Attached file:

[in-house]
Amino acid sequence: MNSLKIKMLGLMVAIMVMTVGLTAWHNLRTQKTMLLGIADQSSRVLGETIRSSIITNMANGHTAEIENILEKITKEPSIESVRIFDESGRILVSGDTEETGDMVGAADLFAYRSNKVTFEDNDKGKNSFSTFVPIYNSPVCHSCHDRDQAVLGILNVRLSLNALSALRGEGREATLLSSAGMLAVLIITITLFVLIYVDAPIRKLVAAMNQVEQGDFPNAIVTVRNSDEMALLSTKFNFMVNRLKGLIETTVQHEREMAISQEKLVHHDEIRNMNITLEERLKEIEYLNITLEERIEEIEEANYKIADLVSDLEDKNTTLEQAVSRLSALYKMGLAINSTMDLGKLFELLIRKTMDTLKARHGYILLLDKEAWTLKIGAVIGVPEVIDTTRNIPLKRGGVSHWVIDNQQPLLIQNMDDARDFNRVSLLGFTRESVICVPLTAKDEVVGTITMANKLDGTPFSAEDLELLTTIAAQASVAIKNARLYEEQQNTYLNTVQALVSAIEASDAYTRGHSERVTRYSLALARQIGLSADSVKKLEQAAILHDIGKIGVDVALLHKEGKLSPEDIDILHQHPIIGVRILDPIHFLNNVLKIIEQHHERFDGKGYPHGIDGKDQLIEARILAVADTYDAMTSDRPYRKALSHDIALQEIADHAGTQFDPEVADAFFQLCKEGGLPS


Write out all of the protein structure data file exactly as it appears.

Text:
[in-house]
Amino acid sequence: MNSLKIKMLGLMVAIMVMTVGLTAWHNLRTQKTMLLGIADQSSRVLGETIRSSIITNMANGHTAEIENILEKITKEPSIESVRIFDESGRILVSGDTEETGDMVGAADLFAYRSNKVTFEDNDKGKNSFSTFVPIYNSPVCHSCHDRDQAVLGILNVRLSLNALSALRGEGREATLLSSAGMLAVLIITITLFVLIYVDAPIRKLVAAMNQVEQGDFPNAIVTVRNSDEMALLSTKFNFMVNRLKGLIETTVQHEREMAISQEKLVHHDEIRNMNITLEERLKEIEYLNITLEERIEEIEEANYKIADLVSDLEDKNTTLEQAVSRLSALYKMGLAINSTMDLGKLFELLIRKTMDTLKARHGYILLLDKEAWTLKIGAVIGVPEVIDTTRNIPLKRGGVSHWVIDNQQPLLIQNMDDARDFNRVSLLGFTRESVICVPLTAKDEVVGTITMANKLDGTPFSAEDLELLTTIAAQASVAIKNARLYEEQQNTYLNTVQALVSAIEASDAYTRGHSERVTRYSLALARQIGLSADSVKKLEQAAILHDIGKIGVDVALLHKEGKLSPEDIDILHQHPIIGVRILDPIHFLNNVLKIIEQHHERFDGKGYPHGIDGKDQLIEARILAVADTYDAMTSDRPYRKALSHDIALQEIADHAGTQFDPEVADAFFQLCKEGGLPS